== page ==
Sunday, March 6, 2016

I'll Be Miso-ing My Peanut Sauce From Now On

When I make peanut sauce, it’s usually from a recipe in an ancient 1989 Bon Appétit magazine.* Recently, however, another recipe caught my eye on Food52. It was made with white miso. And since I’ve had an open container of that in my fridge since Christmas (when I made Nobu’s Miso Cod), I was psyched. (And I’m not kidding about the word OPEN. When I dug it out of the back of the fridge, somehow the lid had disappeared and it was truly OPEN and uncovered! Luckily, miso is really hearty and it didn’t seem to matter a bit.) 


This miso peanut sauce turned out to be sensational, but I did change it a bit. I used more garlic and sesame oil...and black tea instead of water. BTW, I use so little peanut butter in my life that I decided a while ago to forego the natural stuff (which I always had to whirl up in the food processor). Now I just buy Jif in a tiny jar and I don’t have gobs of it hanging out in the fridge space pledged to other more important items. 

Miso Peanut Sauce

½ inch piece of fresh ginger, peeled
2 garlic cloves, peeled, with center stalk removed
1/2 cup smooth peanut butter (Use your favorite. I use Jif)
1 heaping tbl. white miso (also called Shiro Miso)
2 tbls. unflavored rice wine vinegar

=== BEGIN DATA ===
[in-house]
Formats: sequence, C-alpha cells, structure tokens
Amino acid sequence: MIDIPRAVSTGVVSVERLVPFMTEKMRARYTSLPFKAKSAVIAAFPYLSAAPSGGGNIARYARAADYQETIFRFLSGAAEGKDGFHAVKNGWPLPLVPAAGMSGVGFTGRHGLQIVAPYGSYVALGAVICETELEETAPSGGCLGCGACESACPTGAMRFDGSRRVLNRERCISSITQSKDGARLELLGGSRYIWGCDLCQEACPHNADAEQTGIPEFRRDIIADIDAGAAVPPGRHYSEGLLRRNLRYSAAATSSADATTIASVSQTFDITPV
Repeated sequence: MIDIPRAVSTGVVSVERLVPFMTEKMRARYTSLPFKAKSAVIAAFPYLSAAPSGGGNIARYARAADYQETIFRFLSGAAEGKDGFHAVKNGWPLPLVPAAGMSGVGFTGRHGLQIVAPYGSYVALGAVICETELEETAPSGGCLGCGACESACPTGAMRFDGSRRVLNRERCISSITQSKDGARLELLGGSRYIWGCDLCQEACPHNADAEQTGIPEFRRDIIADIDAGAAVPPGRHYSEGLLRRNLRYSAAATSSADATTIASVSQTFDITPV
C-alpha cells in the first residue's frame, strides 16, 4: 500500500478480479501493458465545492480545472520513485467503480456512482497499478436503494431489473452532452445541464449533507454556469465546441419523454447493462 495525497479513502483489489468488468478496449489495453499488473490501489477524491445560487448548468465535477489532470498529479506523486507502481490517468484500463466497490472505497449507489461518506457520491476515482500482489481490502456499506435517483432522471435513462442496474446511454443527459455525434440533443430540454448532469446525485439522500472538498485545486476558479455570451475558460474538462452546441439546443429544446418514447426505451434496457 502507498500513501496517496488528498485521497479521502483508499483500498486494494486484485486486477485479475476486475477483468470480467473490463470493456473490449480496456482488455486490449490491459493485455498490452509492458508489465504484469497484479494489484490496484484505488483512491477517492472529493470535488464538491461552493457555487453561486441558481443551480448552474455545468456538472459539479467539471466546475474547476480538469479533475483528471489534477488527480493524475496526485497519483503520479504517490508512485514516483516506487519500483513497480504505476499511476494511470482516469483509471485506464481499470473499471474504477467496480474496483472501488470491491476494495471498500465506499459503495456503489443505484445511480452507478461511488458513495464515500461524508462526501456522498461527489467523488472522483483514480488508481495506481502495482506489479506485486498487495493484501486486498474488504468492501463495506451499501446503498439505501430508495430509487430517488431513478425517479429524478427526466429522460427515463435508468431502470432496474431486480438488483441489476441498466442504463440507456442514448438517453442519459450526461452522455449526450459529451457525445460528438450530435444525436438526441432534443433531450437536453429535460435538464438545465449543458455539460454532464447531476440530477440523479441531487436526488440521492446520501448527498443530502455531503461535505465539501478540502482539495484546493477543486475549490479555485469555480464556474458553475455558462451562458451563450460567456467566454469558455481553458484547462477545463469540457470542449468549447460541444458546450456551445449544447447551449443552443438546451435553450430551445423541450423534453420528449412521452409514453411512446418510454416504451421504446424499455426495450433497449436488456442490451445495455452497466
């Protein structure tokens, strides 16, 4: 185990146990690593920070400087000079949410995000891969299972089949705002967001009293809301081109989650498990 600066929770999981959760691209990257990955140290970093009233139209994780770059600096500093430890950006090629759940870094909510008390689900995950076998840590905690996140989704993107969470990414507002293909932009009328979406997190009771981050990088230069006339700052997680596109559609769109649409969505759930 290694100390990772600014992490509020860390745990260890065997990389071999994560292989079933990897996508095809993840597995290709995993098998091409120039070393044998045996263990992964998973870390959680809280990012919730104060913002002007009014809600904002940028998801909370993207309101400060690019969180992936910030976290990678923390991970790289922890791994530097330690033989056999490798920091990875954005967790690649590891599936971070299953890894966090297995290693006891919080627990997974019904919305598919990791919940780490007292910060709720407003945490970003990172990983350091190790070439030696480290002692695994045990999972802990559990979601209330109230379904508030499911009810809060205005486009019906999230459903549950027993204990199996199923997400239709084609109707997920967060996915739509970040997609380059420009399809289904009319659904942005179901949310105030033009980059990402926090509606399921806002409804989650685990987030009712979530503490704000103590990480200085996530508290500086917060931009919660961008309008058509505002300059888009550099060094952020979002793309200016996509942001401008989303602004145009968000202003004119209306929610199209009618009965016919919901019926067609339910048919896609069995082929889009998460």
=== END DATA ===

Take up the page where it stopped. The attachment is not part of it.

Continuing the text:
3 squeezes Sriracha
1 tbl. honey (If your peanut butter is unsweetened, add a bit more)
2 tsps. sesame oil
1/2 cup of black tea - divided in half, freshly brewed and still warm

plus extra 2 tbls. black tea or water, if desired

Place ginger and garlic in food processor fitted with metal blade. Whirl until finely chopped. Add remaining ingredients, including the first 1/4 cup of black tea. Process until smooth. Add up to another 1/4 cup of black tea by spoonfuls to get the consistency you prefer. 

Set peanut sauce aside, covered, until ready to use. Refrigerate if not using in the next hour. Check consistency before using. Add extra black tea or water little by little, if the peanut sauce is too thick.

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This time I was using the peanut sauce on top of grilled flank steak. I also served it with brown rice, steamed broccoli and snow peas, plus halved and vinaigrette-dressed grape tomatoes.  

Other times, I like to toss rice noodles or just cooked spaghetti with peanut sauce and add lots of julienned vegetables – cucumbers, red pepper, carrots and a bit of red onion. I can serve that alone or with julienned leftover flank steak or chicken. 

Note: If you’re using any peanut sauce to coat uncooked chicken, meat or fish (or shrimp), make sure to set aside that amount separately. You don’t want the spoon that touched the raw chicken, for example, to go back in the peanut sauce that may go on top of your raw vegetables.  

*(Email me if you want the Bon Appétit Peanut Sauce recipe, since it’s not mine to post.)

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